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Old 05-23-2015, 04:09 AM
tima tima is offline
Living La Vida Vinyl
 
Join Date: Mar 2010
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Quote:
Originally Posted by bigblue View Post
Tima, I am about to dig deeper into acoustic treatment of my room. Could you elaborate on the placement of the panels behind the tweeters. Aren't the sound projected forward (away from the panels) at higher frequencies? Why are they more effective there than lets say on the side walls (1:st reflection) or in the center between the speakers, dealing with the reflection coming from the wall behind the listener?
I am not questioning your findings. Just trying to understand how and why it works at the mentioned places.
Have you any info with regards to the freq range they address?
Hi - I've not seen the interior construction of an Aperture and I'm not an acoustician so I won't presume to tell you how or why they work. I did spend some time experimenting with multiple panels, I know what my ears tell me, and I can share my experience.

Based on your questions I'll suggest to look at my posts in this thread: here, here, and here. In the photo of my room you'll see Apertures (roughly) behind the speakers, between the speakers and at first reflection points on the side walls (just one of those is shown.) So in my room it was not an issue of why one spot works versus another. But if it were, my ears would tell me.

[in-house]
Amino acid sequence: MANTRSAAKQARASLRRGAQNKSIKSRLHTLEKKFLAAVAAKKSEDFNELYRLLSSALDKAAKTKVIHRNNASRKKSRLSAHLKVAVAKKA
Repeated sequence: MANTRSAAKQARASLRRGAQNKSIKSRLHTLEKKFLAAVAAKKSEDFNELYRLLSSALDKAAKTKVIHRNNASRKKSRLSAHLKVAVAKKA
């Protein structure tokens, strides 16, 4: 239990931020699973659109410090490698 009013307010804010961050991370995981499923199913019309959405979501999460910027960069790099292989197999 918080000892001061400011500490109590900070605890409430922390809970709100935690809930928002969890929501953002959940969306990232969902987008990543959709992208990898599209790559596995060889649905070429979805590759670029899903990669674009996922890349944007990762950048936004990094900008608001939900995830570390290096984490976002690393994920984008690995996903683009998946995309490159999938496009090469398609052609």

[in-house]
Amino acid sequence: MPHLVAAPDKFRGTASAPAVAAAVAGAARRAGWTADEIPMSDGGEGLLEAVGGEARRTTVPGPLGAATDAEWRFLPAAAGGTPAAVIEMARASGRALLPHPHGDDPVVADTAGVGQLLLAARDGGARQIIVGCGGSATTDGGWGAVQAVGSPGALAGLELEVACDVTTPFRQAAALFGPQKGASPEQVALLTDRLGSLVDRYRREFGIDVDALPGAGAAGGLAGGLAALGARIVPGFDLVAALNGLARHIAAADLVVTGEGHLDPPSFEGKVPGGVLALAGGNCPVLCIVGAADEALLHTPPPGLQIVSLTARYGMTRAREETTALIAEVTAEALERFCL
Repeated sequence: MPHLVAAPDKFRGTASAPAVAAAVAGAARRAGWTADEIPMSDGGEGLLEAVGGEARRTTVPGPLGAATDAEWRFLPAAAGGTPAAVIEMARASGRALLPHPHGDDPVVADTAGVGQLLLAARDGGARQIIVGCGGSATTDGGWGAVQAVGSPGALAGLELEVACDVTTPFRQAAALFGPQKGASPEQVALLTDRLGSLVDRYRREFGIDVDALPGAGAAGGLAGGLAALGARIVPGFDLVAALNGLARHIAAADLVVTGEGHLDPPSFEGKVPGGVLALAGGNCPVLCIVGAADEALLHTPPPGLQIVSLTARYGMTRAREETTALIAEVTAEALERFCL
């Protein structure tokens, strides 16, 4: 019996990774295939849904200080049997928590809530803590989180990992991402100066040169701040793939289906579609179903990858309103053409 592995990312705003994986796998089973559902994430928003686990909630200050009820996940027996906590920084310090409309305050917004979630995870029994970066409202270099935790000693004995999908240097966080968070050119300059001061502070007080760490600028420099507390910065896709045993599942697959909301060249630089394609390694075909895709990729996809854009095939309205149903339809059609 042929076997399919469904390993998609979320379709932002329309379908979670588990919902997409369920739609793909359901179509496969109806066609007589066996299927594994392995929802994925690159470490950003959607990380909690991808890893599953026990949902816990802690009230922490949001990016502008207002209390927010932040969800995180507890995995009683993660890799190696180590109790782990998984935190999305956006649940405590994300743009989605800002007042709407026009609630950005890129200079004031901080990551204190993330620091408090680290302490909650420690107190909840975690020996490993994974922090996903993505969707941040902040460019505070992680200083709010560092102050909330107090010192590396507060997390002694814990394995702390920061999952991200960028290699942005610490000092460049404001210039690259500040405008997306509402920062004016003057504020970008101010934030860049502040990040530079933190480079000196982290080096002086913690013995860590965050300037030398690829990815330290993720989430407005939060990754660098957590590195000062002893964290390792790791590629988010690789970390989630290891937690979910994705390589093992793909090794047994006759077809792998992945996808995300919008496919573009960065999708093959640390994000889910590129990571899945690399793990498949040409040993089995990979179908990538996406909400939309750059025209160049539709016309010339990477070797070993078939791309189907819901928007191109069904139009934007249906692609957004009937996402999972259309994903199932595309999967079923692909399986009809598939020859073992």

I believe one of those posts suggests a way to start out with five panels. If you can't start with five, then experiment with two (either one behind each speaker or two in the center) or three (one behind each speaker and one in the center, or one in the center and one on each side wall.) Get some idea about the front wall, then try the first reflection point on the side. From my room size and its acoustic - based on what my ears told me - I found six on the front wall and two on the sides worked well. The somewhat minimalist suggestions I covered in this thread may or may not work for other rooms, but based on Stillpoints own suggestions and my own experience, they are reasonable starting points.

Though not shown in the photo, after getting panels in the speaker area setup, I added three more spread across the back wall behind my listening seat. Those added additional clarity and helped pull the soundstage further into the room while not diminishing its depth behind the speakers. I suspect the reasons the front wall treatment is the place to start is because reflections from there reach your ears sooner than reflections coming off the wall behind your head.

To my knowledge Stillpoints has not published data on a frequency range.

If you have an Aperture dealer nearby, hopefully they can let you try several panels in your own room, or bring them to you for a demo. Because of their size, the Aperture makes for easy experimentation. I suggest removing all other acoustic treatment out of the room for those experiments.
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